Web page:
Punda Maria Camp lies in an area of fascinating history and unsurpassed bird watching. It also recognized as the best region inside the Park for Kruger National Park safari accommodation in which to spot the often shy Nyala Antelope.
Punda Maria boasts 7 luxury safari tents and a swimming pool. Punda Maria Gate has received a new building, reception area and ablution blocks; providing trouble-free Kruger National Park lodging.
Further down the hill are two terraces of pretty, whitewashed bungalows, divided into 18 two-bedded units and 4 three-bedded units. Each unit is air-conditioned and comes with a toilet, washbasin, built-in cupboards and a fridge. The three-bedded units have the added advantages of showers and fully equipped kitchens. A family bungalow is also available.
The bungalow tiers slope down towards a shared ablution, kitchen and barbecue facilities. There are 50 camp or caravan sites available. Holiday visitors to Punda Maria Rest Camp do not so much come for the game as for the camp's rich historical heritage since the vegetation supports fewer big game species than elsewhere in the Kruger Park.
Nevertheless, large herds of Elephant and Buffalo roam the Mopane-covered plains, Rare Tsebbebe and Sable are frequently sighted from this Kruger National Park lodging. By road, the Camp is just over 5 hours from Johannesburg.
The name of the rest camp was given in 1919 by the first ranger to be posted to the area, Captain JJ Coetser. He mistakenly named his post Punda Maria in the belief that this was the Swahili name for Zebra, the first big game he saw on arrival. The correct Swahili name is actually 'punda milia' (meaning Striped Donkey).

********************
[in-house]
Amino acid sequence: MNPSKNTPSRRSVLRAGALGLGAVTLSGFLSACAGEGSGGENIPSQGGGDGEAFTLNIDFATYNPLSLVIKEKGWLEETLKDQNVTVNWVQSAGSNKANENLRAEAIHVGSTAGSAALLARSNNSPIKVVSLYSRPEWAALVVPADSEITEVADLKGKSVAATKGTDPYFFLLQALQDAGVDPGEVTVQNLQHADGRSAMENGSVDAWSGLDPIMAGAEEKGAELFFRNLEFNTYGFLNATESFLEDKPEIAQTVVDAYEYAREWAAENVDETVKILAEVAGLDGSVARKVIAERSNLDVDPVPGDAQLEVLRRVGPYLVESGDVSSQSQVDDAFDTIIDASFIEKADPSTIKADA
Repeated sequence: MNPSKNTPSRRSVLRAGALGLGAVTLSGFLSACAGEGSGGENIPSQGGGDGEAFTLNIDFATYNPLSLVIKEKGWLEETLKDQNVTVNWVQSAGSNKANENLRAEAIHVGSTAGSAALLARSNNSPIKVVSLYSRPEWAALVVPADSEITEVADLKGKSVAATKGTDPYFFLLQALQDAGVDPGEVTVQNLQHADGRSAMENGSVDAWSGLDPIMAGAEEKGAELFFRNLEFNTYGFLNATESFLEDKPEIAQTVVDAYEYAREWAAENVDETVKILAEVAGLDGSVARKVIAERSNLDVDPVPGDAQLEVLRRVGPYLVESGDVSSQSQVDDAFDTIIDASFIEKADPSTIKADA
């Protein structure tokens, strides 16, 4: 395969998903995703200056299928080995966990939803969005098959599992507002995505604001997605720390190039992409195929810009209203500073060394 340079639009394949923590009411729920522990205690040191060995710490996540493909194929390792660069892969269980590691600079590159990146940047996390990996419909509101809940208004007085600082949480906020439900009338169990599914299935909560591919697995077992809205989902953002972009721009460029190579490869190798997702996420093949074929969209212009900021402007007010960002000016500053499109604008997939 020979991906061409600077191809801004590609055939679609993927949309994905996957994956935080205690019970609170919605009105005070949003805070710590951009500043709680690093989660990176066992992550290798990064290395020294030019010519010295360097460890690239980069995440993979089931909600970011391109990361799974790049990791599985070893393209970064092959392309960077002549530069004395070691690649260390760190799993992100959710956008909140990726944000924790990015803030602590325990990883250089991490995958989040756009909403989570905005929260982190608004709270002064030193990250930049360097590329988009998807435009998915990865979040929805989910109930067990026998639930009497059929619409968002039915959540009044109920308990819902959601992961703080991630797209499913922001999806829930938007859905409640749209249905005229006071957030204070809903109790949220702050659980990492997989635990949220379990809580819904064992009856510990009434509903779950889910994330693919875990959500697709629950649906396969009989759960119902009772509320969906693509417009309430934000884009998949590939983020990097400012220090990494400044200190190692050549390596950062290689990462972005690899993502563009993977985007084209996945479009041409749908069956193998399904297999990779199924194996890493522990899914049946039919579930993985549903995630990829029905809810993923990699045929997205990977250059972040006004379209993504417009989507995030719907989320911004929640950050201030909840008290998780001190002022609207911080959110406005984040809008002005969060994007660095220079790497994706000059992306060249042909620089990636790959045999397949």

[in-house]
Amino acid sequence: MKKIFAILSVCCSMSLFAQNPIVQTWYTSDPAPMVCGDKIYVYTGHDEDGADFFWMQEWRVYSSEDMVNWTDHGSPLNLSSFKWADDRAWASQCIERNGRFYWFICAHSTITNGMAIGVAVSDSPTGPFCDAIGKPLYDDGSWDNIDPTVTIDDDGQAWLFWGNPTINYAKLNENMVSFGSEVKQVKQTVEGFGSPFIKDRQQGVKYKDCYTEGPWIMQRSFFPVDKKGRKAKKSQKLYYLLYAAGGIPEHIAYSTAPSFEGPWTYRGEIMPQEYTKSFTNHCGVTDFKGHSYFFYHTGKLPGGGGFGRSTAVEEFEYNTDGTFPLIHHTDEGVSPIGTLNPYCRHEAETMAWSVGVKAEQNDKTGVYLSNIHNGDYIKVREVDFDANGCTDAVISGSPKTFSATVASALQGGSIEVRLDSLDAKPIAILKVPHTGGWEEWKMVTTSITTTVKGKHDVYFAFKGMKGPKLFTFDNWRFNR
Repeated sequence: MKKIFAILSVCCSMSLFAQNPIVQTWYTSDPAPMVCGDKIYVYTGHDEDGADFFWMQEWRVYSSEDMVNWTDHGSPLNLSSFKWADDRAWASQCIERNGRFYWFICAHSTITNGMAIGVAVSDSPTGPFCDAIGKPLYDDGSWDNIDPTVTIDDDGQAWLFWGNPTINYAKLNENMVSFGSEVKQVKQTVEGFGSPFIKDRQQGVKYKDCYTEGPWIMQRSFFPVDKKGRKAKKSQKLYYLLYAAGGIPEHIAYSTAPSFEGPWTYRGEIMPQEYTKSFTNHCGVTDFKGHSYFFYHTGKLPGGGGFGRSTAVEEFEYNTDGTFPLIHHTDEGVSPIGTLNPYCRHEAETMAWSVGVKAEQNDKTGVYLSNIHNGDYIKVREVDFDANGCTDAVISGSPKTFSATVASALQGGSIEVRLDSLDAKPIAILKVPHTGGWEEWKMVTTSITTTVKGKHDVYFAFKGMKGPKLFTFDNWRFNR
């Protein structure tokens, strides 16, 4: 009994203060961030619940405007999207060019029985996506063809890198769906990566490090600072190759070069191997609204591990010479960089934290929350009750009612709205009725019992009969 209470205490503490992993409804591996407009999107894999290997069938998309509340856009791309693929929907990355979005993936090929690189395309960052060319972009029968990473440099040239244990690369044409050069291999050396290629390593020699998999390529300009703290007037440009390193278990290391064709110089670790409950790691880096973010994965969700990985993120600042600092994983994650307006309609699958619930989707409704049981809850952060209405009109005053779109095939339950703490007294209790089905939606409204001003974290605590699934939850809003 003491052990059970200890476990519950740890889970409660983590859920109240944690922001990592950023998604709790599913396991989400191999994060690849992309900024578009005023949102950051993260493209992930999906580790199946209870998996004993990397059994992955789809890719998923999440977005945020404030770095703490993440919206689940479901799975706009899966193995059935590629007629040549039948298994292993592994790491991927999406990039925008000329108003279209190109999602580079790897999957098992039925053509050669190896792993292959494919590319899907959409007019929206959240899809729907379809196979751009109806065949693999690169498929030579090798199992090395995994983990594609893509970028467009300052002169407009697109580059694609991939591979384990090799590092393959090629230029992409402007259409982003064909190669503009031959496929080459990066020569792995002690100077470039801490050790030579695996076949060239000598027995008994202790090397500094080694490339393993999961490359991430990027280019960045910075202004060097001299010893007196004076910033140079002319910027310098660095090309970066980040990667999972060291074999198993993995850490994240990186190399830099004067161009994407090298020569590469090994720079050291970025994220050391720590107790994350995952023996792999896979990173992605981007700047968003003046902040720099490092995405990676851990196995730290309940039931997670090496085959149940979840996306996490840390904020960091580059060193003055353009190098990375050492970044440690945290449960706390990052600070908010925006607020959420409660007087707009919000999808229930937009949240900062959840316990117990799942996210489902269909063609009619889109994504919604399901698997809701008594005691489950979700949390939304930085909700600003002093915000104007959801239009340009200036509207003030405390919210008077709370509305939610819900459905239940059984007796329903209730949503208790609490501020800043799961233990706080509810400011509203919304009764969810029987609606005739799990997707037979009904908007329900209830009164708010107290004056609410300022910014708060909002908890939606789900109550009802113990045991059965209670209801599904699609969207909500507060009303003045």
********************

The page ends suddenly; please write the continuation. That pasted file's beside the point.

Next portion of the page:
When the error was pointed out to him, he chose to retain the name, in honour of his wife, Maria, who bore him 12 children. Many years later, Park officials corrected the name, and for a while, the rest camp was known as Punda Milia, but in 1981 it was changed back to the original 'Punda Maria'.
When Captain Coetser was posted to Punda Maria Camp, his main aim was to curb ivory poaching. In the early 1900's, this region was the haunt of smugglers, poachers and hunters who based themselves in an assortment of derelict shacks at Crooks Corner, where the borders of South Africa, Mozambique (formerly Portuguese East Africa) and Zimbabwe (formerly Rhodesia) met at the confluence of the Limpopo and the Luvuvhu rivers.
Fugitives from the law could just slip across one of the borders and take refuge in foreign territory when the authorities came searching for them. The hunters at Crooks Corner realized that they could supplement their income from ivory by recruiting labour for the Witwatersrand mines, and illegal trade in labour began.
The government eventually put a stop to this and Wenela was given sole authority to recruit labour. The Wenela recruiting station now stands as a sombre reminder on the S63 loop near Pafuri.